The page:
New Jersey state ride safety inspectors have shut down the El Toro roller coaster at Six Flags Great Adventure. The action comes after what the state says was a "partial derailment" of the wooden coaster.

A Six Flags spokeswoman disputes that, telling New Jersey 101.5 the train remained on the track, and "the train's safety systems worked as designed."

Video posted to YouTube showed the train stopped before the end of the ride, and what appears to be work crews walking back and forth looking at the train cars. There were no reports of any injuries.

A spokeswoman for the Department of Community Affairs, which handles ride inspections, said the ride will not reopen until the state is provided with "a report by the ride manufacturer indicating what caused the derailment as well as how to mitigate the issue."

"Inspectors in DCA’s Carnival-Amusement Ride Safety Unit have not yet determined what caused the El Toro derailment," spokeswoman Lisa Ryan told New Jersey 101.5 on Thursday morning. "DCA has red tagged the ride, which means the ride is prohibited from operating, and put the ride under engineering review."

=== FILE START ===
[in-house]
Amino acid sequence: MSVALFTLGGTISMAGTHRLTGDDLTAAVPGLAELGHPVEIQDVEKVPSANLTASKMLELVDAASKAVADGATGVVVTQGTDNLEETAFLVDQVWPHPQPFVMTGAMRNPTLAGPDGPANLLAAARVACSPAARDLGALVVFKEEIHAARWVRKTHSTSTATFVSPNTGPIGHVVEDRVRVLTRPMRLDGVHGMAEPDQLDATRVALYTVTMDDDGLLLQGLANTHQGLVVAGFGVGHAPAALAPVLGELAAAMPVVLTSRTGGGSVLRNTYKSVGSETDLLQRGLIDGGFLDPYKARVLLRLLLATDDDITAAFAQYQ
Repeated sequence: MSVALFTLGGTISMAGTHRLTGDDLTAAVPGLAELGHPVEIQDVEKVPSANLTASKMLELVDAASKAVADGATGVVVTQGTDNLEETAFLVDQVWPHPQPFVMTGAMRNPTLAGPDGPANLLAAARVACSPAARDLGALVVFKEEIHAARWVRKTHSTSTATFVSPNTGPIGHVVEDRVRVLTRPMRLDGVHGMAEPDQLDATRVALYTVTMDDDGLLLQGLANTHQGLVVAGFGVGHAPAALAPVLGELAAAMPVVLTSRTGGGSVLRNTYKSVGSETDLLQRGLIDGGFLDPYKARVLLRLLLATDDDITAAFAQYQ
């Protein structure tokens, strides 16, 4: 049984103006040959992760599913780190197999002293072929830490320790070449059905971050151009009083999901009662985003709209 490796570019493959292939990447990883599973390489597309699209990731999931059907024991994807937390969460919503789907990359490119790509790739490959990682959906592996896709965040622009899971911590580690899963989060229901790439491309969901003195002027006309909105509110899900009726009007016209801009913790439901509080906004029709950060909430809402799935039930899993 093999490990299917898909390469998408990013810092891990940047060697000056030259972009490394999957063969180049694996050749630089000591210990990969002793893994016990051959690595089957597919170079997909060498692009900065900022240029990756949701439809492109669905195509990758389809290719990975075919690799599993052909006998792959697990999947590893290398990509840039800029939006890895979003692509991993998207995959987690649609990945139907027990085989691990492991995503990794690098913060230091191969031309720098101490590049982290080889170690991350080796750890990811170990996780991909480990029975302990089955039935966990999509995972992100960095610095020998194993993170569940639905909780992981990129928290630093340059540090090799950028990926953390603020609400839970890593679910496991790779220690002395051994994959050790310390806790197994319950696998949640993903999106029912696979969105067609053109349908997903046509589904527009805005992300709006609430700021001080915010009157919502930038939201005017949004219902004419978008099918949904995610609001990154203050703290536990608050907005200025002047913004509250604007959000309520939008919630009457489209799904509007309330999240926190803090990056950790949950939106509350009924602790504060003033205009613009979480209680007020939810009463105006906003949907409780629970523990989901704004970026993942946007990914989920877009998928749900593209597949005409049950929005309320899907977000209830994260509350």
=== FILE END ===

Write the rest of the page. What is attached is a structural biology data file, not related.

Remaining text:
When El Toro opened in 2006, it was billed as the world's fastest and tallest wooden roller coaster.  Reaching a top speed of 70 miles per hour, the Six Flags website describes "a series of insane hills designed to give you maximum airtime."

The state is also still investigating a mishap on the log flume ride that sent two riders to the hospital with minor injuries. A cause of that accident has not been revealed.

Most Expensive House For Sale in Atlantic County

Located on Bayshore in Margate, the 8,200+ square foot home is listed at $7.9 million. The home has seven bedrooms, eight baths, and 324 feet of total bay frontage. Outside, it has 2,500 square feet of deck space, a pool, and four boat slips. Property taxes for the home were $49,920 last year.

These NJ towns have the highest rates of sexually transmitted diseases

Looking at data compiled by the Department of Health in 2019, the most recent year for which reports are available, we determined the rate of STDs for 1,000 people in every municipality. The data combines reports of chlamydia, gonorrhea and syphilis. For a different look, you can check out this article for a list of New Jersey towns that saw the highest increase in STD/STI cases in recent years. 
  • 1